SEATTLE - Today is "Global Hug Your Kids Day." Michelle Nichols, a former Businessweek magazine columnist, started Global Hug Your Kids Day
on the 10th anniversary of the death of her 8-year-old son, Mark, just 11 days after he was diagnosed with brain cancer. She does not want anyone faced with a similar loss to regret not having hugged their child enough.
More than that, however, Nichols is convinced that hugs can strengthen kids - and families.
"Life is tough out there, both for the parents and for the kids. Hugs are a physical way of putting your love into action."
She has taken the campaign a step further, with a 30-Day Hug Challenge, which she says does not come as naturally to some families as she had expected.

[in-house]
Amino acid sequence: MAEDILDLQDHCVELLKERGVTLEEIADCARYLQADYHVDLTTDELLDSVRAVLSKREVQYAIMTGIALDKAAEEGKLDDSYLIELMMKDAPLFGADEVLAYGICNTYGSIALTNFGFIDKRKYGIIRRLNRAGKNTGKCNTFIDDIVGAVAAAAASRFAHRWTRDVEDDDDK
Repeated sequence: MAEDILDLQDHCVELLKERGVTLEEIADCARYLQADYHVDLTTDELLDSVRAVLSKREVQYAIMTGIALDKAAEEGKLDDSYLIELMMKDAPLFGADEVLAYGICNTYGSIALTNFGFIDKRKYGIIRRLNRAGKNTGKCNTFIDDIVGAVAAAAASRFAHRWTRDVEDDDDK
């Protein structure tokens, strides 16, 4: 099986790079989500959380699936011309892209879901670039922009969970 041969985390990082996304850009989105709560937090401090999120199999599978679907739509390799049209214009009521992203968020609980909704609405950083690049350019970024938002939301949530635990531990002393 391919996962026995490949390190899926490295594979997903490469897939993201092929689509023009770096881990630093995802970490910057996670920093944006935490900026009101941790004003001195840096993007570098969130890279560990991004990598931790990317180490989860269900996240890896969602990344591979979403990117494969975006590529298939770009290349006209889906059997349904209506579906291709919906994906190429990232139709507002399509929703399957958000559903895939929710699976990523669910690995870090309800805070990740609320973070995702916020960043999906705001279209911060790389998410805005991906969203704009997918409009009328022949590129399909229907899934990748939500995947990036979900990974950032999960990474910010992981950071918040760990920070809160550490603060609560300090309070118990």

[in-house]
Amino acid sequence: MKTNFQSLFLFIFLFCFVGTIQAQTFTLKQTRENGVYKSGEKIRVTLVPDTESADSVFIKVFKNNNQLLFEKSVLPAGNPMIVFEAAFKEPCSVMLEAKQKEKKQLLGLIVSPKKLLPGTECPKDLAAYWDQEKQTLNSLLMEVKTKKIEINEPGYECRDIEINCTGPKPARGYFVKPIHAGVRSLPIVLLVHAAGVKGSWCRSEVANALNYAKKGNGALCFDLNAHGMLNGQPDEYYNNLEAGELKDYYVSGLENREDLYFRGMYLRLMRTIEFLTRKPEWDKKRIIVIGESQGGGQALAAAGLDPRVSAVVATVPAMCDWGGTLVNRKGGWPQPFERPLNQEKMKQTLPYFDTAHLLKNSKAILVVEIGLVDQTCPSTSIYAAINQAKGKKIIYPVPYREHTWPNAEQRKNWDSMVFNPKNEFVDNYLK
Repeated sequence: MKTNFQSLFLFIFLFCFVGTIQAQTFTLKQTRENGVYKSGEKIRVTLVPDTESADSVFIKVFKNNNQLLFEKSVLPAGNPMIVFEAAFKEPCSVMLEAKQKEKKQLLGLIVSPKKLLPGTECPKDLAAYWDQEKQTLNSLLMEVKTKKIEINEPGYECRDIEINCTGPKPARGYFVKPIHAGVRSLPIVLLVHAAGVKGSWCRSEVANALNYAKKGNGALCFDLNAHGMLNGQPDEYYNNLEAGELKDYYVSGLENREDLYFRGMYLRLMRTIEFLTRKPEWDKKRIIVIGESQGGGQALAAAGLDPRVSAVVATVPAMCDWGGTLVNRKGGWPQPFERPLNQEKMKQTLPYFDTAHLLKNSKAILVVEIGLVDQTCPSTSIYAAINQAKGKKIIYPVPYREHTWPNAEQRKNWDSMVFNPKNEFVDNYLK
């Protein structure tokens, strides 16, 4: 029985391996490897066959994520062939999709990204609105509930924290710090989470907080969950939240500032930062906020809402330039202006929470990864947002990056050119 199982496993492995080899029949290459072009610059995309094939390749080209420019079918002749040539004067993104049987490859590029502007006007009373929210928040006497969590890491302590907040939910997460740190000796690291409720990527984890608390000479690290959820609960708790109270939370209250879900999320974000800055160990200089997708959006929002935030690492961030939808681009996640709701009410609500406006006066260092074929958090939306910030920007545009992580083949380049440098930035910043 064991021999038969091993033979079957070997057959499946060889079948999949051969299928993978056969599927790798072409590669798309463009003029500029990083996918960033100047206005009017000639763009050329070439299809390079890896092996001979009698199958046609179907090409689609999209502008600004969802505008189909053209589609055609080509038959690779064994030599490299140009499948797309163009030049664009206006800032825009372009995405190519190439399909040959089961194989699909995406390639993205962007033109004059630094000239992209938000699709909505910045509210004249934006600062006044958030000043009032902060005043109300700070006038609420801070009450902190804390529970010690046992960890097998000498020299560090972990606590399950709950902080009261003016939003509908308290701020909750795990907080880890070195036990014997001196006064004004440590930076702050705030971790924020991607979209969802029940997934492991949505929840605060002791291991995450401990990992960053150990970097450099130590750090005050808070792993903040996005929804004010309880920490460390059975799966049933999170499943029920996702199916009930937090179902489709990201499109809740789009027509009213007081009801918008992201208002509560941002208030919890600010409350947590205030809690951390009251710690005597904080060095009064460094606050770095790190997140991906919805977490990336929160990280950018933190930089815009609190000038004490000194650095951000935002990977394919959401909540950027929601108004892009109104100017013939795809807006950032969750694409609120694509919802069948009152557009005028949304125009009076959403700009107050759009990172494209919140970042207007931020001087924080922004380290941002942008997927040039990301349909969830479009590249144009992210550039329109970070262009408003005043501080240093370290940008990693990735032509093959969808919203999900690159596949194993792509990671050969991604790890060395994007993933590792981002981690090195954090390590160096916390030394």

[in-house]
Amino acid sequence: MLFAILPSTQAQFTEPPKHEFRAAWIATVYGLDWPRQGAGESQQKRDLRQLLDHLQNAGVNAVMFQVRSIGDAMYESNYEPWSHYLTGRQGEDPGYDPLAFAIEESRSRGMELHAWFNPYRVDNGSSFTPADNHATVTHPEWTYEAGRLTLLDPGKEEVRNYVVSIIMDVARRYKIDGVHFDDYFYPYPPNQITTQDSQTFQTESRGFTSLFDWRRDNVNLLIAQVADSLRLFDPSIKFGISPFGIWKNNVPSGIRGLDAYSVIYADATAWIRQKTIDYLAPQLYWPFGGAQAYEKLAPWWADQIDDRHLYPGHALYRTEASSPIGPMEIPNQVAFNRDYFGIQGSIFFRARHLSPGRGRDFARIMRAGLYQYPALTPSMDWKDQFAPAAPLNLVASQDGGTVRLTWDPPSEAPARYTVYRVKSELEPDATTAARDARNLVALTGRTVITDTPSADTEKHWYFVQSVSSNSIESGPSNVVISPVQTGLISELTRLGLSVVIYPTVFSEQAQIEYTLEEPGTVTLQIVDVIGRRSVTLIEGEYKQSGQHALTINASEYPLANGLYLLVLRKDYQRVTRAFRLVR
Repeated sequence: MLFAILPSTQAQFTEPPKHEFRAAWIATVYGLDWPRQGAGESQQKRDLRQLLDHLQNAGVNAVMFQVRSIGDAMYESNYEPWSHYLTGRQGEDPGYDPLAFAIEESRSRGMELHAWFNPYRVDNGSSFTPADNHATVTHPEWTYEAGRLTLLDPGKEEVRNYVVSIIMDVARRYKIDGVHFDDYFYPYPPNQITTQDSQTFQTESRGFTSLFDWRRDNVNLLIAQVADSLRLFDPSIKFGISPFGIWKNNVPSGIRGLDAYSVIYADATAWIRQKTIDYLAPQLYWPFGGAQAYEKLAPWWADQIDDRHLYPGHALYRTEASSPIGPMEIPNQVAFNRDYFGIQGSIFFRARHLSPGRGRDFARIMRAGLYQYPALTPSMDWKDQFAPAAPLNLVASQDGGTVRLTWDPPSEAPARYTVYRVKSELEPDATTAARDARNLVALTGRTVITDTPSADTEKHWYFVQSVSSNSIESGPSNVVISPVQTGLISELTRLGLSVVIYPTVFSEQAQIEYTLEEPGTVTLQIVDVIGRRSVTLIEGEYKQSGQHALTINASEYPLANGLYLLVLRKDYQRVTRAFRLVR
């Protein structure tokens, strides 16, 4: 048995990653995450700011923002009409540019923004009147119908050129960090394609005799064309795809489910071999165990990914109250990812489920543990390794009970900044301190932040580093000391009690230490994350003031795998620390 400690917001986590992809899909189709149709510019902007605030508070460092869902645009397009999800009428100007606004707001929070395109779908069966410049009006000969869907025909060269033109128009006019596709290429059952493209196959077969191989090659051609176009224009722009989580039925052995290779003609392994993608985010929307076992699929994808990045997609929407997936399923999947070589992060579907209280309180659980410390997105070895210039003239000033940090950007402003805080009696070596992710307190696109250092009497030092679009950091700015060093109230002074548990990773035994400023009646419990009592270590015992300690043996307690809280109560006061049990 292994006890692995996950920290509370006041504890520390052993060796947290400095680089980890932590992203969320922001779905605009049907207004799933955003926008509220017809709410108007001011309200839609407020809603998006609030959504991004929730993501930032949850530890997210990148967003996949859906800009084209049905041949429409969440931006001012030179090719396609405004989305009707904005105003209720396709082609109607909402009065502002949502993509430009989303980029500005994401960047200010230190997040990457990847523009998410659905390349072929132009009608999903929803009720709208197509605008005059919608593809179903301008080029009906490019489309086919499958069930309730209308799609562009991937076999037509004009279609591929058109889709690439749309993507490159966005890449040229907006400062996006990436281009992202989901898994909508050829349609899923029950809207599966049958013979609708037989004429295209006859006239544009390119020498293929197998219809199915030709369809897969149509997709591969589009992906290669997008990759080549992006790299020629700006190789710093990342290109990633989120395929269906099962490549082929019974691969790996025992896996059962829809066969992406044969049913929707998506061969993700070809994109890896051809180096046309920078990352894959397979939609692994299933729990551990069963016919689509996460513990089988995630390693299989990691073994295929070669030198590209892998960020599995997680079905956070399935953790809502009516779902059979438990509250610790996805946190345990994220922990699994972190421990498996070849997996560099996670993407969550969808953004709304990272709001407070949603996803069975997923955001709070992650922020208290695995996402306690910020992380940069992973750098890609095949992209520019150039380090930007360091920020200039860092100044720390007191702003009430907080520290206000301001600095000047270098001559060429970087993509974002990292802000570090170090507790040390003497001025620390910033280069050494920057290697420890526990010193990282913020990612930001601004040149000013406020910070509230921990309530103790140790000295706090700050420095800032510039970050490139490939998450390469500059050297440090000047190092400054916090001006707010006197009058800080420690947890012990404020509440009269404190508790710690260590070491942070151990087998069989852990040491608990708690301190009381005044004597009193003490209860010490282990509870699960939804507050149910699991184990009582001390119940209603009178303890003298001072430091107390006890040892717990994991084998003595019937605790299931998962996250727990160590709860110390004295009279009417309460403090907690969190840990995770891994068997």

"Everybody intellectually gets 'I want to hug my kids every day. I love my kids.' But when I say, 'Yeah? Can you do it every day for 30 days?', they go, 'Sur...'. They start to say, 'Sure!', then they go, 'Well, wait a second....'"
Children's advocates say there's a serious side to the day, as well, because kids are not immune to stress and worries about the economy and the future. They say children need not only hugs, but better policy decisions that show their communities care for them, too.
Nichols says her nonprofit organization changed its name last year from "National" to "Global" Hug Your Kids Day because she sees it as a kind of peace movement.
"This message of hugging your kids, when you think about it, should be on a global scale, because people of every country - even Afghanistan and Africa and China, places of conflict or places that we really don't understand - they love their kids just as deeply as we here in America do."
Parents are also urged to hug their spouse or partner on Global Hug Your Kids Day.